This notification confirms when the period of grace officially begins, so landlords know when they are able to re-take action.
The debt advisor will contact the tenant for a midpoint review. At this time, the debt advisor can cancel the breathing space period if they’re not satisfied the debtor is using the time correctly. The breathing space should be used to arrange payment plans to consolidate their debts into an affordable monthly payment.
The debt advisor is the single point of contact for all parties involved throughout the process. If the landlord has any questions, this is who to ask. Landlords cannot contact the tenant during the breathing space period unless it’s regarding a separate matter, like maintenance or safety checks.
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How does the Debt Respite Scheme impact rent arrears?
The Debt Respite Scheme allows tenants in arrears to apply for breathing space to get their finances in order. It gives debtors some legal protections and prevents landlords from obtaining the money.
Landlords, agents and other creditors will be notified about a breathing space, and they must then pause enforcement action and freeze charges, fees and certain interest for the duration of the breathing space.
How does the Debt Respite Scheme affect evictions?
During a breathing space period, landlords and agents are unable to take any enforcement action against tenants in rent arrears. This means they can’t serve Section 8 notices or take possession of the property if notice was served before the start of the breathing space – according to the National Residential Landlords Association (NRLA).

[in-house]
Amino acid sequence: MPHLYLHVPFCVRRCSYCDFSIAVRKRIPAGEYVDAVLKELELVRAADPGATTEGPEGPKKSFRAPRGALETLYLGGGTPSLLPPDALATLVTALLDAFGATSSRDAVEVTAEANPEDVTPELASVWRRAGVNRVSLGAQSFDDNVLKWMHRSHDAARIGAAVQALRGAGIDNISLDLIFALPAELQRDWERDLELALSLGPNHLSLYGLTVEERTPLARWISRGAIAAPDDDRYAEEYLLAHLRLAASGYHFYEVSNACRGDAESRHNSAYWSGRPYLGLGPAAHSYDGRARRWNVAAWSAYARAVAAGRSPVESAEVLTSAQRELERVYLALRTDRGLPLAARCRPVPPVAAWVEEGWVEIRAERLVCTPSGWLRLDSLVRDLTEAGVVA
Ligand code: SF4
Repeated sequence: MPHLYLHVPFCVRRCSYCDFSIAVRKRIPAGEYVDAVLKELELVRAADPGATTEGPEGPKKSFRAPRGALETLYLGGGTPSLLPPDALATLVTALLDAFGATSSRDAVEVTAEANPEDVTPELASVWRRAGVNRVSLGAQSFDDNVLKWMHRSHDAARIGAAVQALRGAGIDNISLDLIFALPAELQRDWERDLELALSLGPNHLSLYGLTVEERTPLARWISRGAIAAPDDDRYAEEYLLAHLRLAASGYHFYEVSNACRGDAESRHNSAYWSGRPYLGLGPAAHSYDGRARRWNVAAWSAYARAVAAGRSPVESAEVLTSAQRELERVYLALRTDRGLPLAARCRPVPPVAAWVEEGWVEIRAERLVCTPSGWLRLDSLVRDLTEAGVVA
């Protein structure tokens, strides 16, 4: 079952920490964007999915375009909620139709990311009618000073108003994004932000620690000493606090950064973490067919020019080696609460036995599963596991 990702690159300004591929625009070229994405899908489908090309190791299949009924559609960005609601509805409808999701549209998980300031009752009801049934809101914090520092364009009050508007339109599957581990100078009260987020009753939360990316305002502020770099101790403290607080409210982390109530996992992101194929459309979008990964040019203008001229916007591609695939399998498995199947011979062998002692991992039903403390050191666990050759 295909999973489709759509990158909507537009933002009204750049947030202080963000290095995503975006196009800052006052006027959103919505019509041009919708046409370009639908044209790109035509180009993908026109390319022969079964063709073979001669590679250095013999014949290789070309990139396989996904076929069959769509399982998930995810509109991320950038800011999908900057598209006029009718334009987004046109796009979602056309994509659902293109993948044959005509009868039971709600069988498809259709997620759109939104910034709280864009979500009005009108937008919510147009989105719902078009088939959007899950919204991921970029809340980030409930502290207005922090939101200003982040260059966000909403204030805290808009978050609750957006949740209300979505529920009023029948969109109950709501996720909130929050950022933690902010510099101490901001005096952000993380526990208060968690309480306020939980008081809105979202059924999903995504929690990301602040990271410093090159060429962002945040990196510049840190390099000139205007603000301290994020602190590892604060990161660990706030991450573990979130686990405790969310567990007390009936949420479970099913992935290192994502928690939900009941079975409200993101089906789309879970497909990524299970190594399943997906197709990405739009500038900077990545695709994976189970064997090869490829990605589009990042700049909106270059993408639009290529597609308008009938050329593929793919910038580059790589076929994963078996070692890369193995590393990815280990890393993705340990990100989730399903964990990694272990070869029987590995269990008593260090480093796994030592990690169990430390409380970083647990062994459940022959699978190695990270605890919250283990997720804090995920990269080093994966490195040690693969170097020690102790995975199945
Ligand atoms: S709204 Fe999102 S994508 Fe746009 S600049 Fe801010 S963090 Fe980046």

The NRLA also confirms that landlords are unable to apply for a warrant or receive a possession order during the breathing space and cannot contact their tenants to ask for payment of the arrears.
How can landlords prepare for the Debt Respite Scheme?
The Debt Respite Scheme may be daunting for some, but landlords can take steps to avoid ending up with unmanageable levels of rent arrears.
Asking a tenant for a guarantor is one option. Whilst landlords are unable to contact their tenant regarding debt during the breathing space period, they are able to get in touch with guarantors.
Although the regulations state landlords cannot evict tenants with rent arrears during a breathing space, they are able to serve notice for other reasons using the Section 8 eviction process, if applicable. This includes anti-social behaviour or when a landlord wants to live in the property themselves.
Please note: Under COVID-19 rules, most tenants are currently entitled to 6 months’ notice before court action can begin. The government intends to lift the eviction ban on 31 May 2021.
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As a landlord, how do you feel about the Debt Respite Scheme?
What do you think about the upcoming Debt Respite Scheme? How will it affect you? We’d love to hear your thoughts in the comments below.